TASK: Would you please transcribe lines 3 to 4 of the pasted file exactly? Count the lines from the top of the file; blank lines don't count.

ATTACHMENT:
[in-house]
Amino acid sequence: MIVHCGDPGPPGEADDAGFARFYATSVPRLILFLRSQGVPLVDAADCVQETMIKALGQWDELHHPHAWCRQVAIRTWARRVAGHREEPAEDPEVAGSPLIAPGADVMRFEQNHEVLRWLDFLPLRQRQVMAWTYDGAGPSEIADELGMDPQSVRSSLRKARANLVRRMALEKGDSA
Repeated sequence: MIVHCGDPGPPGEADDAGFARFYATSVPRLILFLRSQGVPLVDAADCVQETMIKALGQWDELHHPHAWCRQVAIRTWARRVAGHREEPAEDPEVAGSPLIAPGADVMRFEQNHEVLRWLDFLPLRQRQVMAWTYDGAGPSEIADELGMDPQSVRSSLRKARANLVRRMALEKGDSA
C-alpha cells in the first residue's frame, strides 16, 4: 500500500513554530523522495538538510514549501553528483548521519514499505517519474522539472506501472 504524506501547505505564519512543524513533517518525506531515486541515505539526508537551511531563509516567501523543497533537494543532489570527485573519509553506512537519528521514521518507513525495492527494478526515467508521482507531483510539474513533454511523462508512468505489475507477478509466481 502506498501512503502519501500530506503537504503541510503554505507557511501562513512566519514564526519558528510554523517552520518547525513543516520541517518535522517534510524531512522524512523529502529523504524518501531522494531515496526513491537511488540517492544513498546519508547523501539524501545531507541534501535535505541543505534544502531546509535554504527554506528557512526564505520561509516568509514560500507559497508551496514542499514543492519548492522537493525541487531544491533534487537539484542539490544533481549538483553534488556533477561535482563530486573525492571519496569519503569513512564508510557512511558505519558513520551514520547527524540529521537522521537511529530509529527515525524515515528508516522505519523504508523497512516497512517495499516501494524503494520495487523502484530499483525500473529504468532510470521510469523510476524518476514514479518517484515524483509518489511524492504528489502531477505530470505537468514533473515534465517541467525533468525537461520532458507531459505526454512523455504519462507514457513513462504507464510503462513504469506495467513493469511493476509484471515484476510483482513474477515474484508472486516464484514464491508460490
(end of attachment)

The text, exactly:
Repeated sequence: MIVHCGDPGPPGEADDAGFARFYATSVPRLILFLRSQGVPLVDAADCVQETMIKALGQWDELHHPHAWCRQVAIRTWARRVAGHREEPAEDPEVAGSPLIAPGADVMRFEQNHEVLRWLDFLPLRQRQVMAWTYDGAGPSEIADELGMDPQSVRSSLRKARANLVRRMALEKGDSA
C-alpha cells in the first residue's frame, strides 16, 4: 500500500513554530523522495538538510514549501553528483548521519514499505517519474522539472506501472 504524506501547505505564519512543524513533517518525506531515486541515505539526508537551511531563509516567501523543497533537494543532489570527485573519509553506512537519528521514521518507513525495492527494478526515467508521482507531483510539474513533454511523462508512468505489475507477478509466481 502506498501512503502519501500530506503537504503541510503554505507557511501562513512566519514564526519558528510554523517552520518547525513543516520541517518535522517534510524531512522524512523529502529523504524518501531522494531515496526513491537511488540517492544513498546519508547523501539524501545531507541534501535535505541543505534544502531546509535554504527554506528557512526564505520561509516568509514560500507559497508551496514542499514543492519548492522537493525541487531544491533534487537539484542539490544533481549538483553534488556533477561535482563530486573525492571519496569519503569513512564508510557512511558505519558513520551514520547527524540529521537522521537511529530509529527515525524515515528508516522505519523504508523497512516497512517495499516501494524503494520495487523502484530499483525500473529504468532510470521510469523510476524518476514514479518517484515524483509518489511524492504528489502531477505530470505537468514533473515534465517541467525533468525537461520532458507531459505526454512523455504519462507514457513513462504507464510503462513504469506495467513493469511493476509484471515484476510483482513474477515474484508472486516464484514464491508460490